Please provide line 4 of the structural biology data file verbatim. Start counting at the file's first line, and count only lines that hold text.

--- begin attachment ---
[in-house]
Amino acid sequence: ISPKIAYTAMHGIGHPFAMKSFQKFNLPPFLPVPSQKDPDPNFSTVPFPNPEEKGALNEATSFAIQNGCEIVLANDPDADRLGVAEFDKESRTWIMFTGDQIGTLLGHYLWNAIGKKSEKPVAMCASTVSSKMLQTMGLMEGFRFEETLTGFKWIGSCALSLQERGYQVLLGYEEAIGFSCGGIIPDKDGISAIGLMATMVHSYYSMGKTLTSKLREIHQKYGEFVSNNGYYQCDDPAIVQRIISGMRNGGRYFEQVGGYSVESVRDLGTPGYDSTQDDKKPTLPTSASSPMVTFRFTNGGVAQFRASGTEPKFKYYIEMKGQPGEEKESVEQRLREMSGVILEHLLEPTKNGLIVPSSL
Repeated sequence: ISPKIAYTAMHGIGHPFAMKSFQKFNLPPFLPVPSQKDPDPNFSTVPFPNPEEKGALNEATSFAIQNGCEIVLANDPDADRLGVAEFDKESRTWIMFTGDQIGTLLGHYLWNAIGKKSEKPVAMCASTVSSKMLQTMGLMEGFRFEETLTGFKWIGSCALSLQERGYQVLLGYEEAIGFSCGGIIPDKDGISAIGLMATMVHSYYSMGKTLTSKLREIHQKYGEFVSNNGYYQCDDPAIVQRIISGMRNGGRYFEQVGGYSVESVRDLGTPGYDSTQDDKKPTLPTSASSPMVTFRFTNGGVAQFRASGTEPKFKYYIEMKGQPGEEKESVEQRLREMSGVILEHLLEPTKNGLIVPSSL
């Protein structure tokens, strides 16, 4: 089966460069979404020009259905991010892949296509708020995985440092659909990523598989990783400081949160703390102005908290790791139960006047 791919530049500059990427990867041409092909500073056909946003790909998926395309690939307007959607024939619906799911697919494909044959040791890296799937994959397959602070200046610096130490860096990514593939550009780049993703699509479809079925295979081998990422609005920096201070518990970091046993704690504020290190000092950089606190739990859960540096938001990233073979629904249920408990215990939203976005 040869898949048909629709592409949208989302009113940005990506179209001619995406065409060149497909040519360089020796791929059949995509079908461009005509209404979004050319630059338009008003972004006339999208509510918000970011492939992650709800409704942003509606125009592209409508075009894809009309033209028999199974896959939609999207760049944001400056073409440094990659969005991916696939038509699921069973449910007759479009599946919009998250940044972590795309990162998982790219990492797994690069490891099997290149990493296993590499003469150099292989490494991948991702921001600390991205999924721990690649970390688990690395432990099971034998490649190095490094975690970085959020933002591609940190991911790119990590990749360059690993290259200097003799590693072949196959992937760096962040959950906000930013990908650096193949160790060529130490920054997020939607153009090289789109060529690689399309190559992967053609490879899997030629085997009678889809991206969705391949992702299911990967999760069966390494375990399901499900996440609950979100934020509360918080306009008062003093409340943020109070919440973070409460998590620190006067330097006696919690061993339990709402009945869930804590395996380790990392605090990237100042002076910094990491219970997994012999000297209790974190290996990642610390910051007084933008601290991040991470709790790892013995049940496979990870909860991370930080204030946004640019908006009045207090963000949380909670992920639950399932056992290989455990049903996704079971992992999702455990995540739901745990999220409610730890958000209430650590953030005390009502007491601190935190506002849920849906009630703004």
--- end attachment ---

């Protein structure tokens, strides 16, 4: 089966460069979404020009259905991010892949296509708020995985440092659909990523598989990783400081949160703390102005908290790791139960006047 791919530049500059990427990867041409092909500073056909946003790909998926395309690939307007959607024939619906799911697919494909044959040791890296799937994959397959602070200046610096130490860096990514593939550009780049993703699509479809079925295979081998990422609005920096201070518990970091046993704690504020290190000092950089606190739990859960540096938001990233073979629904249920408990215990939203976005 040869898949048909629709592409949208989302009113940005990506179209001619995406065409060149497909040519360089020796791929059949995509079908461009005509209404979004050319630059338009008003972004006339999208509510918000970011492939992650709800409704942003509606125009592209409508075009894809009309033209028999199974896959939609999207760049944001400056073409440094990659969005991916696939038509699921069973449910007759479009599946919009998250940044972590795309990162998982790219990492797994690069490891099997290149990493296993590499003469150099292989490494991948991702921001600390991205999924721990690649970390688990690395432990099971034998490649190095490094975690970085959020933002591609940190991911790119990590990749360059690993290259200097003799590693072949196959992937760096962040959950906000930013990908650096193949160790060529130490920054997020939607153009090289789109060529690689399309190559992967053609490879899997030629085997009678889809991206969705391949992702299911990967999760069966390494375990399901499900996440609950979100934020509360918080306009008062003093409340943020109070919440973070409460998590620190006067330097006696919690061993339990709402009945869930804590395996380790990392605090990237100042002076910094990491219970997994012999000297209790974190290996990642610390910051007084933008601290991040991470709790790892013995049940496979990870909860991370930080204030946004640019908006009045207090963000949380909670992920639950399932056992290989455990049903996704079971992992999702455990995540739901745990999220409610730890958000209430650590953030005390009502007491601190935190506002849920849906009630703004």